Data on the Edge: Leveraging the Network Edge for Internet Applications

The Hong Kong University of Science & Technology
Department of Computer Science and Engineering
Big Data Institute
Speaker:        Professor Divy Agrawal
                Dept. of Computer Science
                University of California at Santa Barbara

Title:          "Data on the Edge: Leveraging the Network Edge for
                 Internet Applications"

Date:           Monday, 14 May 2018

Time:           2:00pm to 3:00pm

Venue:          Lecture Theater H (near lift 27/28), HKUST


We propose Dynamic Paxos (DPaxos), a Paxos-based consensus protocol to
manage access to partitioned data across globally-distributed datacenters
and edge nodes. DPaxos is intended to implement a State Machine
Replication component in data management systems for the edge. DPaxos
targets the unique opportunities of utilizing edge computing resources to
support emerging applications with stringent mobility and real-time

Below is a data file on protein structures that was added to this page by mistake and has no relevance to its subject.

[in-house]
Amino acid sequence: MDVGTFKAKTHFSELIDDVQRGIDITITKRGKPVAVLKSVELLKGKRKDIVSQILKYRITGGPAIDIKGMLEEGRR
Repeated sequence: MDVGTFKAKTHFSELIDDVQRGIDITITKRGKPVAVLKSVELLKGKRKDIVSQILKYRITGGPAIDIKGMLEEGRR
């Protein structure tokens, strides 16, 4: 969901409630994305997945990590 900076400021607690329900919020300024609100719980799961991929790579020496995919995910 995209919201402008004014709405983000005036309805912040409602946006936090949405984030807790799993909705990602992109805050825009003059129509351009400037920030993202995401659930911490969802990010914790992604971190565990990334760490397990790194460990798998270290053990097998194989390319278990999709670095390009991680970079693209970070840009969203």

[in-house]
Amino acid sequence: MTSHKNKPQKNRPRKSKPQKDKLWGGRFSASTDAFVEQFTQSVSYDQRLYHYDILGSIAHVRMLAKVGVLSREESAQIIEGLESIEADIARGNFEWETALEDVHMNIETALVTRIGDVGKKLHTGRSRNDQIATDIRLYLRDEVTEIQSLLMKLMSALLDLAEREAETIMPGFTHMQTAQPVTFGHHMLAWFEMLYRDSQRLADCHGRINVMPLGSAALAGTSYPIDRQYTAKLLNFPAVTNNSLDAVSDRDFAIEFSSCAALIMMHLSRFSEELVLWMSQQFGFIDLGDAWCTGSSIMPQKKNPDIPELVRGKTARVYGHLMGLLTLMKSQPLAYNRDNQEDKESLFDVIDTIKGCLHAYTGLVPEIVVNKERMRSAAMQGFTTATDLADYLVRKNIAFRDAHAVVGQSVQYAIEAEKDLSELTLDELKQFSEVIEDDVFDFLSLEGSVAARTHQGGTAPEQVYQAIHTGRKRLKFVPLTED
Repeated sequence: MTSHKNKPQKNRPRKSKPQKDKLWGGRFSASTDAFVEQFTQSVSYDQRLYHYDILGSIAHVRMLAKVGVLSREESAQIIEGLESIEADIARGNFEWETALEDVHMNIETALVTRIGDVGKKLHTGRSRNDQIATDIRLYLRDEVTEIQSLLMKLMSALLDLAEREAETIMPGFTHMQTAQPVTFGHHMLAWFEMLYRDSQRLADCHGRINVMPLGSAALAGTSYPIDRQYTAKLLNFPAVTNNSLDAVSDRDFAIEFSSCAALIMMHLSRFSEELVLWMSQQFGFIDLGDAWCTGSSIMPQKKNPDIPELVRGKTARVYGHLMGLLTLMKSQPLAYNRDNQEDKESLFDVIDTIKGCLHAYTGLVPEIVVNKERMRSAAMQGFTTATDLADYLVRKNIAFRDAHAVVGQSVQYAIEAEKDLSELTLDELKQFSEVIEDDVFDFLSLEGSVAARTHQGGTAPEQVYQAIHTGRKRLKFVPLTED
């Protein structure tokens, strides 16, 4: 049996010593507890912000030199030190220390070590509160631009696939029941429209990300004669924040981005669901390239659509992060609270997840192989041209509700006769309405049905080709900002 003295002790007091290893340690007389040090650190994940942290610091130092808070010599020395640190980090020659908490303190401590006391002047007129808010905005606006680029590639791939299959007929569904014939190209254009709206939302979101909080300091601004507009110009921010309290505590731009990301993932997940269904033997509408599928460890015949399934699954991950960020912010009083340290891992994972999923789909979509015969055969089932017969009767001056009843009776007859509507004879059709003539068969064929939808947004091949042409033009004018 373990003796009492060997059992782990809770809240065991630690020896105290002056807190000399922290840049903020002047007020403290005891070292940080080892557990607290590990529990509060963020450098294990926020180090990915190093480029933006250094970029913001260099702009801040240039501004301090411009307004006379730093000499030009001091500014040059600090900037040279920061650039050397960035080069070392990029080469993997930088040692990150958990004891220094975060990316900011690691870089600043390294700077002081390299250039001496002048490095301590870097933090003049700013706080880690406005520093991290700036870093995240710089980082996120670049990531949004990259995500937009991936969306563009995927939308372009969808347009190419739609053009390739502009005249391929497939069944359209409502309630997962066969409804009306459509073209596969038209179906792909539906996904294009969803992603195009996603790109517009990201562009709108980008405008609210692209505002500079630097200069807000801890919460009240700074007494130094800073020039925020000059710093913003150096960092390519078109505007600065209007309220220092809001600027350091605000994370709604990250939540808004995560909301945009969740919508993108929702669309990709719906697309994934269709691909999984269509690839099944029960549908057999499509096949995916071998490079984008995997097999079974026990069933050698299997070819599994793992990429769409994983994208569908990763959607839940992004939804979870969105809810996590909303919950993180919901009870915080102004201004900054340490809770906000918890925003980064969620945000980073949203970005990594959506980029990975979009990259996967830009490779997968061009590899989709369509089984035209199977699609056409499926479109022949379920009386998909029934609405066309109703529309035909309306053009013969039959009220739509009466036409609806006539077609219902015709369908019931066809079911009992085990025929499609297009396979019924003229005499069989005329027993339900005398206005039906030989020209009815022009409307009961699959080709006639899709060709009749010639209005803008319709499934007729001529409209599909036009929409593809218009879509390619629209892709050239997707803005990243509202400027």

requirements such as Augmented and Virtual Reality and vehicular
applications. The main objective of DPaxos is to reduce the latency of
serving user requests, recovering from failures, and reacting to mobility.
DPaxos achieves these objectives by a few proposed changes to the
traditional Paxos protocol. Most notably, DPaxos proposes a dynamic
allocation of quorums (i.e., groups of nodes) that are needed for Paxos
Leader Election. Leader Election quorums in DPaxos are smaller than
traditional Paxos and expand only in the presence of conflicts.


Divy Agrawal is a Professor of Computer Science at the University of
California at Santa Barbara. His research interests are in the areas of
databases, distributed systems, cloud computing, and big data
infrastructures and analysis. He is the Fellow of the ACM, the IEEE, and
the AAAS. He serves as the Editor-in-Chief of Journal of Distributed and
Parallel Databases and serves on the Editorial boards of ACM Transactions
of Spatial Algorithms and Systems and ACM Books. He has published 400+
articles on databases and distributed systems and has supervised 35+ PhD
students during his tenure at the University of California at Santa